Modern testing and marking technology can help end users avoid mistakes, increase efficiency and enhance safety, says Wilfried Weigelt, product manager at code verification device specialist REA
Concealed behind each code is important information. For example, the location of a package can be traced, product and serial number can be determined, but also – such as with a QR-code – additional data regarding a product can be provided. To assure that the information can be read without error it is essential that the codes work as perfectly as possible. With automatic data capture using a scanner, the error rate is between one in a million and one in a hundred million. With manual data capture there is a significant increase to around 1:30.
Code errors can result in the malfunction of data capture equipment and low reading speeds – and even falsified data. Errors create incorrect inventory, faulty deliveries, inaccurate invoices and further discrepancies. In addition, industries such as retail have their own guidelines for coding. When the requirements are not met there are penalties involved or entire batches are sent back to the manufacturer.
Consistent quality control is therefore recommended. Ideally, verification begins at the layout phase and is continued on a regular basis.
Devices such as the REA Verifier are critical for quality control. A product, milk for example, must be quickly and correctly scanned everywhere where it is sold, and retailers work with different barcode scanners at their cash registers. So the verifier provides a control under stable conditions and allows problems to be recognized and eliminated before an error in the application or at the customer occurs.
We have seen more and more 'mobile tagging' in the last two years – 2D codes that can be scanned with a Smartphone. A distinct advantage compared to classical barcodes is the significantly reduced space requirement. Even more interesting, these codes are used by companies more and more often as a marketing tool. The prospective customer receives additional information about the product or service. Some examples are: Where is the product from? Which supply chain is involved? Is the meat from farmer A or B? This opens up a completely new field of communication for the industry and increases transparency for the customer at the same time. In industrial environments technical components and products are increasingly directly marketed (DPM – Direct Part Marking). This information can be read with automatic capture devices.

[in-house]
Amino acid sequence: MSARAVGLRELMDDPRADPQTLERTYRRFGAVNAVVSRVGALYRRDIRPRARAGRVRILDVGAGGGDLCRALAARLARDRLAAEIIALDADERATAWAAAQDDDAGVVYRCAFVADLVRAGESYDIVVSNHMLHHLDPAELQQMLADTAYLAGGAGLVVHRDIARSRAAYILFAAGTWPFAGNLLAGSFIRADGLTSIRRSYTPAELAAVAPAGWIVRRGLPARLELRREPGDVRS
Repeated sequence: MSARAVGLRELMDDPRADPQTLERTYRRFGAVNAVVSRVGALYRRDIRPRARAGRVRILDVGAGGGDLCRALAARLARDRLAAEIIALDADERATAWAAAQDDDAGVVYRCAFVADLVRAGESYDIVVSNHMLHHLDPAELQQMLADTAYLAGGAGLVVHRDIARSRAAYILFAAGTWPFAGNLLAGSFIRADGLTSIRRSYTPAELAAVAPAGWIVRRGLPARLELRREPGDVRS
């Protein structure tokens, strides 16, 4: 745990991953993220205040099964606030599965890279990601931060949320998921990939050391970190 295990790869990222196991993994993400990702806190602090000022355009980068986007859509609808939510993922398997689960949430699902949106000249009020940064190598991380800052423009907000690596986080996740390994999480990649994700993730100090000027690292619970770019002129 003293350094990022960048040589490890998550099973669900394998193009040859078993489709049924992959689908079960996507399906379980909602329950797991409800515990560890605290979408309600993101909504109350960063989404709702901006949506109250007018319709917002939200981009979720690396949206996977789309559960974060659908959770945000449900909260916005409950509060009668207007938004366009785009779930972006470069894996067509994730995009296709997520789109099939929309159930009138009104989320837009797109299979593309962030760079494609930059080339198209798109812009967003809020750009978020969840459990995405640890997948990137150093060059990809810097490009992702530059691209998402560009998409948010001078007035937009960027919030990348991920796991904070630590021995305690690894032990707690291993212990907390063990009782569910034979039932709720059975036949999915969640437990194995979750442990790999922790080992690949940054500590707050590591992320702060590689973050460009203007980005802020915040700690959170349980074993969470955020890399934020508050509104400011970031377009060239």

In the pharmaceutical industry safety has become a major issue with the increase in counterfeit medication introduced through the internet. In 2011 the EU introduced directive 2011/62/EU to combat counterfeit medicines, and this came into force Europe-wide in January 2013. In Turkey, similar regulations have been in force for over two years.
The EU legislation mandates unique codes to prevent counterfeit products reaching the pharmacy. By verifying the serial number against a secure database, counterfeits can be immediately recognized and reported. The authorities are then obligated to investigate. Expiration date, product number, batch number, production date and the serial number must be printed on the box or label using a suitable high resolution system.
About the author
Wilfried Weigelt has been with REA Elektronik since 1996 as manager of the Verifier business unit. He is a recognized expert in the barcode verification field, having collaborated on formulating the coding rules for compulsory verification of pharmaceuticals in the German market (securPharm). Weigelt is also a permanent collaborator with the DIN standards committee for automatic identification and data acquisition.
This article was published in Labels & Labeling issue 1, 2013